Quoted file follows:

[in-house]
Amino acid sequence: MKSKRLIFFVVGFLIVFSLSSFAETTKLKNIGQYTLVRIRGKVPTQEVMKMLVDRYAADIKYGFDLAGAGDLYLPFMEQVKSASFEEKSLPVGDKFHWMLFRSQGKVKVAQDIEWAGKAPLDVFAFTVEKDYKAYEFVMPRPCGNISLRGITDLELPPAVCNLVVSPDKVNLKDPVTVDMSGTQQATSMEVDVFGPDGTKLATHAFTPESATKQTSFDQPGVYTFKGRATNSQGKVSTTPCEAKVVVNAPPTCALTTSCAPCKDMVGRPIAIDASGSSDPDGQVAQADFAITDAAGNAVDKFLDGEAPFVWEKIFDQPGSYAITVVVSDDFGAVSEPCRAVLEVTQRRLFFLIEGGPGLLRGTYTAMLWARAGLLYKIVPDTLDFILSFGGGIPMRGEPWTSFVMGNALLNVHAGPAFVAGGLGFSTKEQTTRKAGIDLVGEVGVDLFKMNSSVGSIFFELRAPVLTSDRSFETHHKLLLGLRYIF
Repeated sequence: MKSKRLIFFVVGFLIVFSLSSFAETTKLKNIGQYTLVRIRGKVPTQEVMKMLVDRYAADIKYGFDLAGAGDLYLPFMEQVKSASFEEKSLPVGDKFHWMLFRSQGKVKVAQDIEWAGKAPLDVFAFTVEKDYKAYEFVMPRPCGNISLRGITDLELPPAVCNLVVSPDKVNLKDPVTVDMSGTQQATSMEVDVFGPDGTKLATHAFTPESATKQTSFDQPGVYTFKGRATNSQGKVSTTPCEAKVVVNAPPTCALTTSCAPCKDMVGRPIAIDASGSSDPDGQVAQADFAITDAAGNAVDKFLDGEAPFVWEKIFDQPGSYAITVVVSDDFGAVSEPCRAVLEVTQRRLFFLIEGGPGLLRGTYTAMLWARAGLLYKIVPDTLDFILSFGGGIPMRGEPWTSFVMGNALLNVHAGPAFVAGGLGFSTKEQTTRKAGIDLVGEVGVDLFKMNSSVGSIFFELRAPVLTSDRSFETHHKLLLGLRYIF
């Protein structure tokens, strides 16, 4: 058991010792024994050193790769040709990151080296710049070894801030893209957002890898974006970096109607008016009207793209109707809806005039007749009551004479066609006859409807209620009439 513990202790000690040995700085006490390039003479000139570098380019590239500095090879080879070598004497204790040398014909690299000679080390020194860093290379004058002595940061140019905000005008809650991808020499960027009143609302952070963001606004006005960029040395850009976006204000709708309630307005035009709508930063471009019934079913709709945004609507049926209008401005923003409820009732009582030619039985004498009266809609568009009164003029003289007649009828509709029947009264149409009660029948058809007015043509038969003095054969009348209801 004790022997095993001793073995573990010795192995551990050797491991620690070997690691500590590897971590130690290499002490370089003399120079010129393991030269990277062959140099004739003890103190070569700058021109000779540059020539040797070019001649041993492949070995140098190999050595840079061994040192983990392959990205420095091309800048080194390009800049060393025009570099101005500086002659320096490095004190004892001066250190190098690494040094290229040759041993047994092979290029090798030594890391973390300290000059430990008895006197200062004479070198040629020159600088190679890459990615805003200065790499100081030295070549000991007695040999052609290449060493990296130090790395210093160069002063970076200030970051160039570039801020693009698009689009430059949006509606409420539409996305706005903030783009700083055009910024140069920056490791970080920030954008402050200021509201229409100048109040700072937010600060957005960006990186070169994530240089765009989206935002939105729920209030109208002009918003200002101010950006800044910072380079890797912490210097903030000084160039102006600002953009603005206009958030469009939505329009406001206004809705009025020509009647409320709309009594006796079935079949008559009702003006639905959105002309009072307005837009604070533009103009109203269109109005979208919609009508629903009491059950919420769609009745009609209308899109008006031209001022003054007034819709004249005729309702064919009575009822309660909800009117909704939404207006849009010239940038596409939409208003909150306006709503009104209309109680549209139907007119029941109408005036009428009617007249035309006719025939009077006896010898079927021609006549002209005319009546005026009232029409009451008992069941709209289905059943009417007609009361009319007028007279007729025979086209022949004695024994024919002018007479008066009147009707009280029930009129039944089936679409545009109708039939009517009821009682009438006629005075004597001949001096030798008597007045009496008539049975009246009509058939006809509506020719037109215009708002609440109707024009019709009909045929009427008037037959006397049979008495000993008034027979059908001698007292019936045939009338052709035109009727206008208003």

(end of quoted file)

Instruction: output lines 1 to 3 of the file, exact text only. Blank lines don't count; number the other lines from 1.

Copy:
[in-house]
Amino acid sequence: MKSKRLIFFVVGFLIVFSLSSFAETTKLKNIGQYTLVRIRGKVPTQEVMKMLVDRYAADIKYGFDLAGAGDLYLPFMEQVKSASFEEKSLPVGDKFHWMLFRSQGKVKVAQDIEWAGKAPLDVFAFTVEKDYKAYEFVMPRPCGNISLRGITDLELPPAVCNLVVSPDKVNLKDPVTVDMSGTQQATSMEVDVFGPDGTKLATHAFTPESATKQTSFDQPGVYTFKGRATNSQGKVSTTPCEAKVVVNAPPTCALTTSCAPCKDMVGRPIAIDASGSSDPDGQVAQADFAITDAAGNAVDKFLDGEAPFVWEKIFDQPGSYAITVVVSDDFGAVSEPCRAVLEVTQRRLFFLIEGGPGLLRGTYTAMLWARAGLLYKIVPDTLDFILSFGGGIPMRGEPWTSFVMGNALLNVHAGPAFVAGGLGFSTKEQTTRKAGIDLVGEVGVDLFKMNSSVGSIFFELRAPVLTSDRSFETHHKLLLGLRYIF
Repeated sequence: MKSKRLIFFVVGFLIVFSLSSFAETTKLKNIGQYTLVRIRGKVPTQEVMKMLVDRYAADIKYGFDLAGAGDLYLPFMEQVKSASFEEKSLPVGDKFHWMLFRSQGKVKVAQDIEWAGKAPLDVFAFTVEKDYKAYEFVMPRPCGNISLRGITDLELPPAVCNLVVSPDKVNLKDPVTVDMSGTQQATSMEVDVFGPDGTKLATHAFTPESATKQTSFDQPGVYTFKGRATNSQGKVSTTPCEAKVVVNAPPTCALTTSCAPCKDMVGRPIAIDASGSSDPDGQVAQADFAITDAAGNAVDKFLDGEAPFVWEKIFDQPGSYAITVVVSDDFGAVSEPCRAVLEVTQRRLFFLIEGGPGLLRGTYTAMLWARAGLLYKIVPDTLDFILSFGGGIPMRGEPWTSFVMGNALLNVHAGPAFVAGGLGFSTKEQTTRKAGIDLVGEVGVDLFKMNSSVGSIFFELRAPVLTSDRSFETHHKLLLGLRYIF